Will update the documentation to clarify this.

import SimpleITK as sitk
import numpy as np

if __name__ == '__main__':
    image_size = np.array([64, 64])

    grid_array = ((np.indices(image_size) // np.array([4, 4])[:,None,None]).sum(axis=0) % 2).astype(float)

    image = sitk.GetImageFromArray(grid_array)
    resampled_image = sitk.Resample(image, sitk.Transform(2, sitk.sitkIdentity), sitk.sitkBSpline, 1.0)

    diff_arr = sitk.GetArrayFromImage(image-resampled_image)
    print(f' min and max intensity differences: {diff_arr.min()}, {diff_arr.max()}')
    sitk.Show(image, 'original')
    sitk.Show(resampled_image, 'resampled')
1 Like

Thanks! I was scratching my head about why my AI was performing worse when using 3rd order spline interpolation instead of linear. After changing the interpolator to sitkBSpline, it fixed the issue of blurriness and the interpolated images are clearly sharper than with just linear interpolation, as it should.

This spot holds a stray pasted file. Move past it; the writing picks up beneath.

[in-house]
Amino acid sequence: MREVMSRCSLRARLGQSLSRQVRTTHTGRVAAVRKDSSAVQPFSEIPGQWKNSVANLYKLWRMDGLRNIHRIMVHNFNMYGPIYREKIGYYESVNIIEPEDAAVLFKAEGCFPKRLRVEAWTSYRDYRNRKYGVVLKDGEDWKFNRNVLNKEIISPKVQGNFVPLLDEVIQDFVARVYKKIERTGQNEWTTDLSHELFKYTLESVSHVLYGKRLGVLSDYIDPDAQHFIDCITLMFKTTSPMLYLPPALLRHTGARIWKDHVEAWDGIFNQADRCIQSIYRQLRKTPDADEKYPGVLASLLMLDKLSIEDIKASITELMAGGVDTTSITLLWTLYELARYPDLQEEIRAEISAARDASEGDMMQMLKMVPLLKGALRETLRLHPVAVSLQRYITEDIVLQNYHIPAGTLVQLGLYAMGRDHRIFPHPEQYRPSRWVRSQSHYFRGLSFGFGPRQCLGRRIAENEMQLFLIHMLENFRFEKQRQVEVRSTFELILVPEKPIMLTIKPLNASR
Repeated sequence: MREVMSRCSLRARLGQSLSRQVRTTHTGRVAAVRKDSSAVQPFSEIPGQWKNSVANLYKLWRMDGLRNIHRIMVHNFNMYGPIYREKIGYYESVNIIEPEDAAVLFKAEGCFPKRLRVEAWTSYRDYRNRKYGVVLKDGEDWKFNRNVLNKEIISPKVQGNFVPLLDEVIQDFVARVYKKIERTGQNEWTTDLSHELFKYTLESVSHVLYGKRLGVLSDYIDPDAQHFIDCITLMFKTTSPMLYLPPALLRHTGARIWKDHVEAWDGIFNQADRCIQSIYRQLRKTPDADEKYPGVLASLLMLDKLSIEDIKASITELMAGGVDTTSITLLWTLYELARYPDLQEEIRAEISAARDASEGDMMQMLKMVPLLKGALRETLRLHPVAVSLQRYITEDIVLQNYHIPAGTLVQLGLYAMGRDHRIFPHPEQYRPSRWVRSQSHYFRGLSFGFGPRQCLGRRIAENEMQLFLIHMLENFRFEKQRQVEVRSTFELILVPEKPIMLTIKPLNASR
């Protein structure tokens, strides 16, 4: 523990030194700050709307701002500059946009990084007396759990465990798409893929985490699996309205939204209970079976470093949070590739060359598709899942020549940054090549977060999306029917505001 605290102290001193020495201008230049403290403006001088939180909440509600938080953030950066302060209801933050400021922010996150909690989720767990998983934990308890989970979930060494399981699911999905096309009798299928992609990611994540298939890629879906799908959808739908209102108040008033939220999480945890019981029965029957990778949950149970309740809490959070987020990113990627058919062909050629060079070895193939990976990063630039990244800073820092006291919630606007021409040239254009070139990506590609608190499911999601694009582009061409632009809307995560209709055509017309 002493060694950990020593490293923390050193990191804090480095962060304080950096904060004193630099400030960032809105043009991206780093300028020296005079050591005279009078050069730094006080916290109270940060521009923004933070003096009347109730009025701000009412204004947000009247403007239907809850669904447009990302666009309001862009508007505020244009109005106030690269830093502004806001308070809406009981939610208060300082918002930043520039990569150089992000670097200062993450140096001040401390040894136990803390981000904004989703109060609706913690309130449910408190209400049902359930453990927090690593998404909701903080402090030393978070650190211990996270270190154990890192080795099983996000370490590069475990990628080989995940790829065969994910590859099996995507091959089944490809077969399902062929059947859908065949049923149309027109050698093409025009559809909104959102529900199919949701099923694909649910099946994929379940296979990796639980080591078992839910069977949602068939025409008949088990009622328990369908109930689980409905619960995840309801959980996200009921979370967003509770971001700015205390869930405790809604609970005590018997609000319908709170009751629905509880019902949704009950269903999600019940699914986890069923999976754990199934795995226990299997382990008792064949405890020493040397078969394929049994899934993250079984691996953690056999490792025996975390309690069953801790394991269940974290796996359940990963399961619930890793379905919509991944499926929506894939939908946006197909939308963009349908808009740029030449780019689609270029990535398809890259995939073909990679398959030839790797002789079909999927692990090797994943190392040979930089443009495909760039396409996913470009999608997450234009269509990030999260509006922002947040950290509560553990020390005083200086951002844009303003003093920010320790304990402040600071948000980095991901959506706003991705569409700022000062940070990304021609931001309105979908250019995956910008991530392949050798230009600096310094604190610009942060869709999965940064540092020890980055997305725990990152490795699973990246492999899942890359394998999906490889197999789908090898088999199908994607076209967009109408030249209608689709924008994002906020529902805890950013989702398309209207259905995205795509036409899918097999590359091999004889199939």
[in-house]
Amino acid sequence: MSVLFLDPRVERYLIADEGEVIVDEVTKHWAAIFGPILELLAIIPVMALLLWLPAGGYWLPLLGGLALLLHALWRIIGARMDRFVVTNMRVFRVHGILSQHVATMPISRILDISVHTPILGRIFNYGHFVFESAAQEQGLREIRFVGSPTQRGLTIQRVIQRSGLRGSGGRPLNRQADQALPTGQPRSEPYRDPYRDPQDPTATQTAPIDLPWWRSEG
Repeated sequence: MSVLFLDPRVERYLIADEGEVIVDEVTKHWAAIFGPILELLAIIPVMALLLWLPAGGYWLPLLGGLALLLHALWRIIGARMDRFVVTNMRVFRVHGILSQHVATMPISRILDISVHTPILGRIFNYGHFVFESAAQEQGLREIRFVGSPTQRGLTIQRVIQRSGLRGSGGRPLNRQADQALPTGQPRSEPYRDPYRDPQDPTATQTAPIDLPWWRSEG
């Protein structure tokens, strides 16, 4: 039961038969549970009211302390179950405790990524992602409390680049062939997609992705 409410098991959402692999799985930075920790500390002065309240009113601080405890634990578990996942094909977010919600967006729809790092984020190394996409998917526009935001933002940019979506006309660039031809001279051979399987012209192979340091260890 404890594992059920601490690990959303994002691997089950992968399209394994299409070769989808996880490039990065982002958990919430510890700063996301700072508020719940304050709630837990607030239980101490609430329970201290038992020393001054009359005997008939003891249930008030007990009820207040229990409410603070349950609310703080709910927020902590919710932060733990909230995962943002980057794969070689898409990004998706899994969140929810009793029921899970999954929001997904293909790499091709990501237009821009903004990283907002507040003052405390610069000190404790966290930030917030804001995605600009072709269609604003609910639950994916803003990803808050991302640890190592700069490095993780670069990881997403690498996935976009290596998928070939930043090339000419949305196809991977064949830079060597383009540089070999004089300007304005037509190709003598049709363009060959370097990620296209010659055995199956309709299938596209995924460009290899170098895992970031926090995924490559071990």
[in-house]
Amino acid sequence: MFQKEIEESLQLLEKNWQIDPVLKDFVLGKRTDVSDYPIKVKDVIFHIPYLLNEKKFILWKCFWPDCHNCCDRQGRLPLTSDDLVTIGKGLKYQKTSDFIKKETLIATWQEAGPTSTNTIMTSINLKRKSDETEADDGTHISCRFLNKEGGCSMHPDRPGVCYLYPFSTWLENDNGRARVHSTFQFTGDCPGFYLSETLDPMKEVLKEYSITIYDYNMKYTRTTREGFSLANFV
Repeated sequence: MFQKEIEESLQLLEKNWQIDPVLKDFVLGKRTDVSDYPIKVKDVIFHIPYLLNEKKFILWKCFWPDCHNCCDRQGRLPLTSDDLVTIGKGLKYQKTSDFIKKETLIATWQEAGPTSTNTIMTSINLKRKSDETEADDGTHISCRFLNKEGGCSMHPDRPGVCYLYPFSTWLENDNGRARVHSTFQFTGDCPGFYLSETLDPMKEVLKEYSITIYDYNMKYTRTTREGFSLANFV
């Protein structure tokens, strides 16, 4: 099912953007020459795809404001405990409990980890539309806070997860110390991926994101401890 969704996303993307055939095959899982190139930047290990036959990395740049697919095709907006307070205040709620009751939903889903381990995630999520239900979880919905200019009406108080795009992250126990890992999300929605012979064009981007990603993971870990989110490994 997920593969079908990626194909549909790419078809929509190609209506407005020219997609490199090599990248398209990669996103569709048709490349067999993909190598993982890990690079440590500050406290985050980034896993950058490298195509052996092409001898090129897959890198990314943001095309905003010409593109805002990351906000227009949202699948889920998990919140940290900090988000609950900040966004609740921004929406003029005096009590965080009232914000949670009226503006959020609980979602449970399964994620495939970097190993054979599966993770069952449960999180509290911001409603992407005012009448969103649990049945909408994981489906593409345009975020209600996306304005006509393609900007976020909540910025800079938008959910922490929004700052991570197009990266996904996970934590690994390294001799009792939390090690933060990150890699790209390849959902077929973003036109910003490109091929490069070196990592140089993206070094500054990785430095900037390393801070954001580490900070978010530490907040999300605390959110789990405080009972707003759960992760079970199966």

Any reason why the spline order cannot be specified?

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Hello @Theoretialperson,

The limitation on specifying the spline order is part of the “Simple” philosophy, exposing the ITK interface only for the common use cases. 3’rd order BSpline is usually what we end up using anyways when working with BSpline. Linear is often the sweet spot as a compromise between speed and accuracy.

If you still feel the need for more sophisticated interpolation take a look at the windowed-sinc family (listed in the link above).